In trials, however, not all pieces of evidence are created equal. As one author puts it: “The basic rule of evidence is that all evidence must be relevant to the issues in the case … ‘Relevant’ in this context means tending to prove or disprove the fact that must be determined”.2 The author’s point: The fact that you were wearing your favourite sandals when your head was struck might not be relevant. Besides relevance, there’s another possibility: “Very often evidence is conflicting—a witness for the prosecution will say one thing and a witness for the accused will say the opposite.”3 The point here is that if, upon later examination by your CSI team, pieces of tree bark were found in your hair where an apple-juice stain would have been expected, you might have to think a bit more about what thumped you. All relevant evidence needs to be considered, including those pieces that seem to conflict. (And yes, I know my insightful little apple story is being stretched a bit far.)

In actual trials, the challenges regarding evidence can be numerous: Witnesses might lie or contradict themselves; eyewitness testimony can be unreliable for numerous reasons; who and how the evidence is handled (the “chain of custody”) can be problematic; expert witnesses might not be qualified or might provide testimony that’s confusing; evidence might be only circumstantial (e.g. seeing the defendant near where a shooting occurred, and not actually seeing the him/her commit the crime).4,5 There are even more challenges than these. However, the idea of using evidence still seems appropriate, perhaps even obvious, given our daily experiences. The consideration of it by the courts (and by all of us) for establishing the truth must be done carefully to avoid erroneous conclusions.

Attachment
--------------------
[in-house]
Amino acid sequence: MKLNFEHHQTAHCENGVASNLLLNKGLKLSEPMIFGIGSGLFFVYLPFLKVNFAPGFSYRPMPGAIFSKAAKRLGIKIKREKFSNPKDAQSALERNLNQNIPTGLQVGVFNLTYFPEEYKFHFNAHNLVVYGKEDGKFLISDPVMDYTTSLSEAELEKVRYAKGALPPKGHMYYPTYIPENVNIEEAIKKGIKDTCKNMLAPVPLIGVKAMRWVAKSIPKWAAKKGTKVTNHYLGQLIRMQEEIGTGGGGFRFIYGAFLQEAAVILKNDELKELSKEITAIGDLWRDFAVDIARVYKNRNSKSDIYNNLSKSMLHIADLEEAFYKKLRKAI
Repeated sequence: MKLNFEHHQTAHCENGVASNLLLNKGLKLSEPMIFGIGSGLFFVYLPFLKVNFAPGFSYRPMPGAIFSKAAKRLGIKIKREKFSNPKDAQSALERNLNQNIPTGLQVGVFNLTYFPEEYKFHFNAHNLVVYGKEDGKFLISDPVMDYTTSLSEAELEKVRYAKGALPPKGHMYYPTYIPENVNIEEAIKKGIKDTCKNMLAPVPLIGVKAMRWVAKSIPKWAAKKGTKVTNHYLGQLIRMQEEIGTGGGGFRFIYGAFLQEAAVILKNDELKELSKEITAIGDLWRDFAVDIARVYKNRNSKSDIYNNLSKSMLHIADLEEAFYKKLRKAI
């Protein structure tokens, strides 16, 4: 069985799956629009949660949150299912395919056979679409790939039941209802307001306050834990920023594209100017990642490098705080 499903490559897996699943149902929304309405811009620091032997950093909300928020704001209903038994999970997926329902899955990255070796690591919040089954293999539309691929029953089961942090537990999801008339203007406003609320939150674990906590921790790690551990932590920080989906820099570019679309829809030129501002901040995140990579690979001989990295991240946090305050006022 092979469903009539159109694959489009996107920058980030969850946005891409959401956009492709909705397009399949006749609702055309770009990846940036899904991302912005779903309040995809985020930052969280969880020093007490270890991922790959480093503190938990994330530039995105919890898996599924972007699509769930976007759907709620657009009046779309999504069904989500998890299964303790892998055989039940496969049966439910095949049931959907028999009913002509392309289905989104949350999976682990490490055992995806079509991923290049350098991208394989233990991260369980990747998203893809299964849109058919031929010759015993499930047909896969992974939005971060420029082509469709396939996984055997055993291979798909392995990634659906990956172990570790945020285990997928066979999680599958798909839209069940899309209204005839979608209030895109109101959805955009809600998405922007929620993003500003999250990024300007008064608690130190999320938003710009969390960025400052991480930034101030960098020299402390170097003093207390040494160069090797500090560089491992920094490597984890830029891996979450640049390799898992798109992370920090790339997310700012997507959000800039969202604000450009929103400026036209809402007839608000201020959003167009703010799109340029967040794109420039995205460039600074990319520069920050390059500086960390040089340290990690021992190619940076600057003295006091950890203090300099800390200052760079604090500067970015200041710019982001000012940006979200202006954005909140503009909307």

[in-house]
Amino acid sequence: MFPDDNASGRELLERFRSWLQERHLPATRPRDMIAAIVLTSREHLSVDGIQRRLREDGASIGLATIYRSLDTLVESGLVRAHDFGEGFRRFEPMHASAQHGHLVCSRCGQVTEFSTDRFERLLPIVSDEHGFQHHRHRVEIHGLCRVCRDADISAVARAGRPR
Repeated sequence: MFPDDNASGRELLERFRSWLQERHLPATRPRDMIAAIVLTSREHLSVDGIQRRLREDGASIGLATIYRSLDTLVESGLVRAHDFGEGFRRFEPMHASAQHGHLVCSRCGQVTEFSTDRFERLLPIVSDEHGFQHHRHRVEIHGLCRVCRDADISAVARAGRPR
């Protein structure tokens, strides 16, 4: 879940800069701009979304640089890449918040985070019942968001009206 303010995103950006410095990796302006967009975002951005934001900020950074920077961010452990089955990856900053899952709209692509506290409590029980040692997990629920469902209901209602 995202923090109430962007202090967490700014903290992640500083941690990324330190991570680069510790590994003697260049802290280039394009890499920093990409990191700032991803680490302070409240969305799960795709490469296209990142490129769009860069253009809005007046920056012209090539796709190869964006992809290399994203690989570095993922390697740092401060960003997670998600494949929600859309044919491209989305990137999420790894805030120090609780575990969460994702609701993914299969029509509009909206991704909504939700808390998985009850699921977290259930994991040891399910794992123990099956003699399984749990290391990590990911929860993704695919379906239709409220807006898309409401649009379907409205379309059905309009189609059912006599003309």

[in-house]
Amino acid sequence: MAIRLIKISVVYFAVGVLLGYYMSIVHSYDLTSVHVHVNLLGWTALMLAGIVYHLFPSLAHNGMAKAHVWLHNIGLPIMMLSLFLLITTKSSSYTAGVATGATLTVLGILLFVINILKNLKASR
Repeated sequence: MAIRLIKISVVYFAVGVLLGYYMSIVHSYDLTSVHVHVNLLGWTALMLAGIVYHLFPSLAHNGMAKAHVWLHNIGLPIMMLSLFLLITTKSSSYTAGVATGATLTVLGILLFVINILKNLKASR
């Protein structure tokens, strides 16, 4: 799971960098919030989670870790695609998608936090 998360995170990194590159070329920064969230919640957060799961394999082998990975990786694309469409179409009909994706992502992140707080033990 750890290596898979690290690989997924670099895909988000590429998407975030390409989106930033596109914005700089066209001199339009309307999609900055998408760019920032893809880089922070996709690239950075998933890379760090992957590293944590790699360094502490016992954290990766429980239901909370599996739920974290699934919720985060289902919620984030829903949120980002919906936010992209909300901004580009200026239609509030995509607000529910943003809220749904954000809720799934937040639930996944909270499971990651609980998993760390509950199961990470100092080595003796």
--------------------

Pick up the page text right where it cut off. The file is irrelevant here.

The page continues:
In thinking about courts’ use of opposing lawyers to pursue truth (and then guilt or innocence) in the adversarial system, it seems as if the technique should be effective. The structure ought to ensure a useful balance in the courts overall analysis of a case, shouldn’t it? Not everyone sees it that way. In William Pizzi’s book Trials without Truth,6 he notes that, in the United States, problems arise from making the system feel like a two-sided battle. In pursuit of victory, both sides can aggressively apply to have evidence excluded from trials on the basis of technicalities, without due regard for how that injures the objective pursuit of truth. To guard against the narrowness of a two-sided battle, he points out that “In some European countries, [the courtroom] is set up with three or four tables… so that there is room for others… to participate in the trial. In some countries, an attorney for the victim is permitted to participate…on an equal basis with the prosecutor and the defense attorney.” Pizzi’s point: the competition of two opposing lawyers might override the objective pursuit of truth.